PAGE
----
Maher as '60s heroine Dolores.John Ulman

She’s Come Undone Center House Theatre (Seattle Center), 216-0833, $24–$38. Runs

She’s Come Undone

Center House Theatre (Seattle Center), 216-0833, $24–$38. Runs Wed.–Sun. Ends Oct. 13.

According to Thoreau, “The mass of men lead lives of quiet desperation.” Women, it seems, not so much. That appears to be the case with Dolores Price, the ever-kvetching ne’er-do-well heroine of the 1992 Wally Lamb novel now staged by Book-It Repertory Theatre. The book famously took off after receiving a favorable nod from Oprah Winfrey, and it’s easy to see why: The novel jumps off the page like a Lifetime movie.

Lamb’s tale is another in the endless trove of novels intended to buttress the belief that baby boomers were the first self-aware generation, and that their travails were somehow more important because of their self-reflection. The usual hackneyed boomer touchstones—the advent of TV, the Kennedy assassinations, the sexual revolution, and the moon landing—all get name-checked, but to what end? Lamb uses them as most do, to create affinity and make Dolores (here played by Jocelyn Maher) relatable. But her journey is a muddle of navel-gazing, and what the World War II generation would surely dismiss as mere whining. As a boomer standard-bearer, Dolores comes up short on the drama meter.

Still, She’s Come Undone gets a thoughtful and sensitive staging from the Book-It artisans, particularly from Kelly Kitchens, the director who labored to keep the novel in a hazy netherworld, neither a word-for-word recitation of Lamb’s text nor a strict dramatization. Through clever use of Andrea Bryn Bush’s minimalist set, Kitchens proves herself a blocking wizard, deftly moving her players with the elegance of a chess master from one imagined locale to another.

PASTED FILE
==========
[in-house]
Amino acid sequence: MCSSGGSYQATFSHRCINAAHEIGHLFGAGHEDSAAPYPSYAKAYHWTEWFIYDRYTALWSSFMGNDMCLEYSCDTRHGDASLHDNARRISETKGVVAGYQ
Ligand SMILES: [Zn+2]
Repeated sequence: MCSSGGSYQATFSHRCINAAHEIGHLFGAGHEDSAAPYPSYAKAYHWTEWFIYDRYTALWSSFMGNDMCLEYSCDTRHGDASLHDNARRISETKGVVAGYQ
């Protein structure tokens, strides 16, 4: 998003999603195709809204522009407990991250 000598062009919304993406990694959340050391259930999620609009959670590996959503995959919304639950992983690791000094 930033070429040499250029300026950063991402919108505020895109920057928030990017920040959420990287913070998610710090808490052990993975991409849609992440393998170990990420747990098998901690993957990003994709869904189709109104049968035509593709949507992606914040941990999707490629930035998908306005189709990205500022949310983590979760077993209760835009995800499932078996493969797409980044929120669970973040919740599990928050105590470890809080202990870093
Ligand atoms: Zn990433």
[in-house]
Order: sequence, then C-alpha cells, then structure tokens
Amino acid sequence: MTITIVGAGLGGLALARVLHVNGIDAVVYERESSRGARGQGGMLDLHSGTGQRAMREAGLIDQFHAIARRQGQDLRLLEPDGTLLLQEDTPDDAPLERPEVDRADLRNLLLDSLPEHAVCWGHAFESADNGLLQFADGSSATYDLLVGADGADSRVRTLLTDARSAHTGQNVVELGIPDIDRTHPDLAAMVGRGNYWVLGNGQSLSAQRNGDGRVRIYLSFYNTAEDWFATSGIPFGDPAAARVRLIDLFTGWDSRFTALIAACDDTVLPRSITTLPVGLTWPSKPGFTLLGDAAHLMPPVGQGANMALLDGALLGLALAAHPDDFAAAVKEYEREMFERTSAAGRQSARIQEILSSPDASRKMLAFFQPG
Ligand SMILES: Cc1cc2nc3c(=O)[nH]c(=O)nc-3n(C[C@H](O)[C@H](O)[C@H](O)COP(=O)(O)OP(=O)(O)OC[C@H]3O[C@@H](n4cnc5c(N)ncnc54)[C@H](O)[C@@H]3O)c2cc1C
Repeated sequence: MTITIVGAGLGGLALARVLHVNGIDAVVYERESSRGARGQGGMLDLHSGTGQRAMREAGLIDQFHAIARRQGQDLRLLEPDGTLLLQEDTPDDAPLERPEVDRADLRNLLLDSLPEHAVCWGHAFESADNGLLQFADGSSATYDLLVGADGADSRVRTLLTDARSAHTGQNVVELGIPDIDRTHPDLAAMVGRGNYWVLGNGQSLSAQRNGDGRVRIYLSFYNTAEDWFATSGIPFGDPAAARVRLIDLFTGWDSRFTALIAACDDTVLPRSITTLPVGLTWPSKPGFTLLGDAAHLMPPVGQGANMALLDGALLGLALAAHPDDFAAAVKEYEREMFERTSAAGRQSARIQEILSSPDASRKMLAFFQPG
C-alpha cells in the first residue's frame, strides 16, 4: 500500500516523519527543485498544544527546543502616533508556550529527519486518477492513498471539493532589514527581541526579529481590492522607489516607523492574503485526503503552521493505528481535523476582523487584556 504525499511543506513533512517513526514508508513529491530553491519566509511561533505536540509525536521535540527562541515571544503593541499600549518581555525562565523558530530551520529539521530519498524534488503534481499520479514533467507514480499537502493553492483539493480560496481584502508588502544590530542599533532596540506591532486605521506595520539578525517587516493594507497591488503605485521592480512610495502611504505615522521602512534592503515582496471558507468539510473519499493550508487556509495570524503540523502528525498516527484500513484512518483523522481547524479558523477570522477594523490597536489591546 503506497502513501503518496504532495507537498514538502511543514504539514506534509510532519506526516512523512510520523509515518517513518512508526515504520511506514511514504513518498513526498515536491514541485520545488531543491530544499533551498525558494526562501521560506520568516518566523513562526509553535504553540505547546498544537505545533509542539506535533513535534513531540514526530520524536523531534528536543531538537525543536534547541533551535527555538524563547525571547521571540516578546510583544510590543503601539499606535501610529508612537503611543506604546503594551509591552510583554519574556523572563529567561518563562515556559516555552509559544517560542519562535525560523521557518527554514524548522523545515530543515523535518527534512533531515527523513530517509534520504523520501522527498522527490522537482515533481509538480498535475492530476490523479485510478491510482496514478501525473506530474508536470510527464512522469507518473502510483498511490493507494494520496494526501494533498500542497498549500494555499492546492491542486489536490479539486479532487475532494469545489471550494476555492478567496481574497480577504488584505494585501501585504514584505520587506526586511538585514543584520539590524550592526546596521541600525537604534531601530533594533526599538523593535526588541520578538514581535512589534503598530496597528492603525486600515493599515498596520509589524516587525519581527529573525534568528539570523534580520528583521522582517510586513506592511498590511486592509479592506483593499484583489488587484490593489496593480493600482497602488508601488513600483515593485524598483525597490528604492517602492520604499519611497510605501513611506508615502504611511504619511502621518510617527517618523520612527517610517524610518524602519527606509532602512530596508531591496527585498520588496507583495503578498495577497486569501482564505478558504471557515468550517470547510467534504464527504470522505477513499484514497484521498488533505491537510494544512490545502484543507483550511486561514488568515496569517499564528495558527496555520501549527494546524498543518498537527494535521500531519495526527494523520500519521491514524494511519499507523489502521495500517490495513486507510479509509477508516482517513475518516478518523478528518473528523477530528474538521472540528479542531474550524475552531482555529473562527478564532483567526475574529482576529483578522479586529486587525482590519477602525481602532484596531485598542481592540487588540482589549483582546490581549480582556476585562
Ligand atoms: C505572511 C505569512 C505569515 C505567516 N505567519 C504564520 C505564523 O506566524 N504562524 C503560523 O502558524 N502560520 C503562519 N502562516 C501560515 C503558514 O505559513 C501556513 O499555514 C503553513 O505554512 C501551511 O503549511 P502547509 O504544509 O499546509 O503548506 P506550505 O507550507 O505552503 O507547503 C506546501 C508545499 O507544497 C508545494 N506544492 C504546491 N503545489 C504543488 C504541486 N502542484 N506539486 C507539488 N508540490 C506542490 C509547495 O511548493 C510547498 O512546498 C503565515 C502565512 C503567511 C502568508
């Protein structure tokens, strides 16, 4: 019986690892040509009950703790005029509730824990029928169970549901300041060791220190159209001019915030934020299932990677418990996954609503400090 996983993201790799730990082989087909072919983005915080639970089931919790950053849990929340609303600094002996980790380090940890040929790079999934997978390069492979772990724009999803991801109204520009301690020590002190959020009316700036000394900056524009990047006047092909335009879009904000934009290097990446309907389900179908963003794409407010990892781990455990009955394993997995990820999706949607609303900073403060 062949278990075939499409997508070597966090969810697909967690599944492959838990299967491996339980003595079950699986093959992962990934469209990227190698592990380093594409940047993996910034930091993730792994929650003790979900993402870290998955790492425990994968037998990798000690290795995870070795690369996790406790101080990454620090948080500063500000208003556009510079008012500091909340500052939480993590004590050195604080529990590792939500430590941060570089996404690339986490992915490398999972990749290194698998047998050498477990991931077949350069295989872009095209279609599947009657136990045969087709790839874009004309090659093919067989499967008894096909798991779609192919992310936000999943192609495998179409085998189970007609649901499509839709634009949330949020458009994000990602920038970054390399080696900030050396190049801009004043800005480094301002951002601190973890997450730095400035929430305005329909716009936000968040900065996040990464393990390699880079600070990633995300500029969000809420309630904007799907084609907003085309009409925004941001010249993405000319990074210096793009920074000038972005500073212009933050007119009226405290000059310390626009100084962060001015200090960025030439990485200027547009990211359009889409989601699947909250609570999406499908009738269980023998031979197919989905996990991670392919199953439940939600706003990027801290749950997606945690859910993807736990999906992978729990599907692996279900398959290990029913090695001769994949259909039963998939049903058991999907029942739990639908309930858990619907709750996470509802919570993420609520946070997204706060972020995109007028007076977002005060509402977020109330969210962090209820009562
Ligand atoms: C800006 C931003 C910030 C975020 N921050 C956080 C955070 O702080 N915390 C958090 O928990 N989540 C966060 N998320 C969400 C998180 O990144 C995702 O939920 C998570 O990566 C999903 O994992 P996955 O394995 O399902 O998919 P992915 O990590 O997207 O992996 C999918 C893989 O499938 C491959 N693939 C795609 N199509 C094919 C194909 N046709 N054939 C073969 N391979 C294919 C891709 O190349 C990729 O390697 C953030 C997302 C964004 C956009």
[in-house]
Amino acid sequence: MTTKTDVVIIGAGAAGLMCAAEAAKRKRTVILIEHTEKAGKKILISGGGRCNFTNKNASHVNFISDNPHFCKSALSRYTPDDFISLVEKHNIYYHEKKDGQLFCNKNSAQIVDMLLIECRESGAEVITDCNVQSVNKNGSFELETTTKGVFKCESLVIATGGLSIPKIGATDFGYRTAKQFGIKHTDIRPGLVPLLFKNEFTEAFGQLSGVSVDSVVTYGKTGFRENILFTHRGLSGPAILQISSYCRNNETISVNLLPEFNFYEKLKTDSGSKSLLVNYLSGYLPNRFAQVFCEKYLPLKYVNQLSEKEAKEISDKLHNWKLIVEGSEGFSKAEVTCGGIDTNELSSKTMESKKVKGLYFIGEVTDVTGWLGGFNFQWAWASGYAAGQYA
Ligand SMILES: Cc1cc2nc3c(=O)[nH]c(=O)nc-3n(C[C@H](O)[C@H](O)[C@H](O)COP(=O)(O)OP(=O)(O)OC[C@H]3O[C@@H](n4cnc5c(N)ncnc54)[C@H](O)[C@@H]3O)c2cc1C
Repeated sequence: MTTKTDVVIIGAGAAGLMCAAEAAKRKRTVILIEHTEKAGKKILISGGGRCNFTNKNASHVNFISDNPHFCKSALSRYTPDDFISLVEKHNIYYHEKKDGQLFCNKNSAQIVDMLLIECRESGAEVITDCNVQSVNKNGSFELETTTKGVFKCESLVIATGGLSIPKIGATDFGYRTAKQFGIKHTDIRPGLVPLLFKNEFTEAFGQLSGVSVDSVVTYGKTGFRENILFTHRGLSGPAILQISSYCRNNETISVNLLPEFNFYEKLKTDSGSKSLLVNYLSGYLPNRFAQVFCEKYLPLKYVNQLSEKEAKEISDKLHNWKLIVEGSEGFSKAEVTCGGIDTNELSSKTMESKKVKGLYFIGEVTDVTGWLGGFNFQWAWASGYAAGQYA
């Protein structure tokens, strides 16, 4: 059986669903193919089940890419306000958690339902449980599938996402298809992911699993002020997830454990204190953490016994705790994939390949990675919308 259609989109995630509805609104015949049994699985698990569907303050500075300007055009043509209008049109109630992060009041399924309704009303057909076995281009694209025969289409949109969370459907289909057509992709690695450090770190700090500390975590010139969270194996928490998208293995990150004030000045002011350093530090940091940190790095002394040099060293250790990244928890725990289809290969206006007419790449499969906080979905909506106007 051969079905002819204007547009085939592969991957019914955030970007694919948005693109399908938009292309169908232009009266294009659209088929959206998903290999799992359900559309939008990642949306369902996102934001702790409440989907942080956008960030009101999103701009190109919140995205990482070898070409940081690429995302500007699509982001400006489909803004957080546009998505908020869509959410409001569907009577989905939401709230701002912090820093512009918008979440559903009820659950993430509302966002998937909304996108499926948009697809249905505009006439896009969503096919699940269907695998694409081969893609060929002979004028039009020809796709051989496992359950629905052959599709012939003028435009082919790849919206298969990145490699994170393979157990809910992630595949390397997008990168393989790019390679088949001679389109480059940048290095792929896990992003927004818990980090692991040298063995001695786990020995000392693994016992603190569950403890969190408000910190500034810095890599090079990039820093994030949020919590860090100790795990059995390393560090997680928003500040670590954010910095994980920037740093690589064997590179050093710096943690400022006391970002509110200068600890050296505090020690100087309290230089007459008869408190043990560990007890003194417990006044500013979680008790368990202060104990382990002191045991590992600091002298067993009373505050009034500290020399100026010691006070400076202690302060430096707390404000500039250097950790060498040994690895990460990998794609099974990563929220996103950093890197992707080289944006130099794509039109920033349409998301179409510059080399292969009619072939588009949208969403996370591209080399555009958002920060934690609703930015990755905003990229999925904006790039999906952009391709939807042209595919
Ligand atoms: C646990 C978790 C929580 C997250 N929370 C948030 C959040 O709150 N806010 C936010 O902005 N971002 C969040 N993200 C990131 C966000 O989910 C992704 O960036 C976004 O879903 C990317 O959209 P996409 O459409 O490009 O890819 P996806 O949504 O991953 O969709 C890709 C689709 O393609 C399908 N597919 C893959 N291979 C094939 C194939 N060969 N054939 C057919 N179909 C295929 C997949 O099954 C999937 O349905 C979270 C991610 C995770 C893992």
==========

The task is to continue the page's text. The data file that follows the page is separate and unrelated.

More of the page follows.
And there’s no quibbling with the fine cast assembled, either. Maher makes the trek from preteen to 40-something with dogged believability. She gets fat and loses it; she endures physical and emotional traumas; and, unlike so many of her generation, she gets over them. Supporting players give the play much of its warmth and halting forward motion; but, perhaps wanting to include too much of the book, Kitchens’ adaptation often makes dramatic turns with battleship speed. Including intermission, the show runs three hours, and that’s just too much time spent rubbernecking yet again at the supposedly larger-than-life maturation of  ’60s survivors. Yes, your music was great, your TV shows sucked, free love was cool, racism and sexism were not, and your presidents were either killed or run out of office. Can we talk about something else now?

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